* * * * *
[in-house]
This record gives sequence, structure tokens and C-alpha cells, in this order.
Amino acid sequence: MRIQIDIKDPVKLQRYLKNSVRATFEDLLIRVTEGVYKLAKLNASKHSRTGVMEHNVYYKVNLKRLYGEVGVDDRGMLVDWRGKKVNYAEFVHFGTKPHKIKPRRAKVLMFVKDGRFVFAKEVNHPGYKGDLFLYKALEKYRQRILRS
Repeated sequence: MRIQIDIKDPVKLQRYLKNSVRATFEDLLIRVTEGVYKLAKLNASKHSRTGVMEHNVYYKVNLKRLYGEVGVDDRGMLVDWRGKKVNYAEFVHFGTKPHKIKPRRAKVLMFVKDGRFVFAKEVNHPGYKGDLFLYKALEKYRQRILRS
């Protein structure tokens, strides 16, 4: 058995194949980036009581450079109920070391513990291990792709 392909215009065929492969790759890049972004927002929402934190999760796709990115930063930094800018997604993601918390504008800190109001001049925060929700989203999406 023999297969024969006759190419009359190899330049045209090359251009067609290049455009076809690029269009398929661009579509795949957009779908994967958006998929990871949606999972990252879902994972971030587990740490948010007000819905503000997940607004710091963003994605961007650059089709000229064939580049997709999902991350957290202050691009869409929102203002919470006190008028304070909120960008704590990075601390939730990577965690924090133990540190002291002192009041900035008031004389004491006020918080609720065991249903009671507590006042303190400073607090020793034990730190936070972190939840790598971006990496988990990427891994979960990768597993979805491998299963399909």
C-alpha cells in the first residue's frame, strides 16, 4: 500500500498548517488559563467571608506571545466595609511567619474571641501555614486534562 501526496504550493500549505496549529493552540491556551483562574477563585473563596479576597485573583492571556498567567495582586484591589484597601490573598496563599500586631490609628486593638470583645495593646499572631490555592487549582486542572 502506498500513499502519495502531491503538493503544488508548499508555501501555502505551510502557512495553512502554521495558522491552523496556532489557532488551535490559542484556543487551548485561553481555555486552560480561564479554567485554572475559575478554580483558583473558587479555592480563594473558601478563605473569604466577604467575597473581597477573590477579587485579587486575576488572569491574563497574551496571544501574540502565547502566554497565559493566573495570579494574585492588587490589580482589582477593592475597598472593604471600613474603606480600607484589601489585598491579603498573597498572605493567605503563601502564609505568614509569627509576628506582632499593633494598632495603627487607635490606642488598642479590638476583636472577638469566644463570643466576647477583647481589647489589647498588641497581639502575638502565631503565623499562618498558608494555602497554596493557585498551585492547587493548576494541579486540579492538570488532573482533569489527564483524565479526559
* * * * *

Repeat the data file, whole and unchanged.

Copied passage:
[in-house]
This record gives sequence, structure tokens and C-alpha cells, in this order.
Amino acid sequence: MRIQIDIKDPVKLQRYLKNSVRATFEDLLIRVTEGVYKLAKLNASKHSRTGVMEHNVYYKVNLKRLYGEVGVDDRGMLVDWRGKKVNYAEFVHFGTKPHKIKPRRAKVLMFVKDGRFVFAKEVNHPGYKGDLFLYKALEKYRQRILRS
Repeated sequence: MRIQIDIKDPVKLQRYLKNSVRATFEDLLIRVTEGVYKLAKLNASKHSRTGVMEHNVYYKVNLKRLYGEVGVDDRGMLVDWRGKKVNYAEFVHFGTKPHKIKPRRAKVLMFVKDGRFVFAKEVNHPGYKGDLFLYKALEKYRQRILRS
């Protein structure tokens, strides 16, 4: 058995194949980036009581450079109920070391513990291990792709 392909215009065929492969790759890049972004927002929402934190999760796709990115930063930094800018997604993601918390504008800190109001001049925060929700989203999406 023999297969024969006759190419009359190899330049045209090359251009067609290049455009076809690029269009398929661009579509795949957009779908994967958006998929990871949606999972990252879902994972971030587990740490948010007000819905503000997940607004710091963003994605961007650059089709000229064939580049997709999902991350957290202050691009869409929102203002919470006190008028304070909120960008704590990075601390939730990577965690924090133990540190002291002192009041900035008031004389004491006020918080609720065991249903009671507590006042303190400073607090020793034990730190936070972190939840790598971006990496988990990427891994979960990768597993979805491998299963399909």
C-alpha cells in the first residue's frame, strides 16, 4: 500500500498548517488559563467571608506571545466595609511567619474571641501555614486534562 501526496504550493500549505496549529493552540491556551483562574477563585473563596479576597485573583492571556498567567495582586484591589484597601490573598496563599500586631490609628486593638470583645495593646499572631490555592487549582486542572 502506498500513499502519495502531491503538493503544488508548499508555501501555502505551510502557512495553512502554521495558522491552523496556532489557532488551535490559542484556543487551548485561553481555555486552560480561564479554567485554572475559575478554580483558583473558587479555592480563594473558601478563605473569604466577604467575597473581597477573590477579587485579587486575576488572569491574563497574551496571544501574540502565547502566554497565559493566573495570579494574585492588587490589580482589582477593592475597598472593604471600613474603606480600607484589601489585598491579603498573597498572605493567605503563601502564609505568614509569627509576628506582632499593633494598632495603627487607635490606642488598642479590638476583636472577638469566644463570643466576647477583647481589647489589647498588641497581639502575638502565631503565623499562618498558608494555602497554596493557585498551585492547587493548576494541579486540579492538570488532573482533569489527564483524565479526559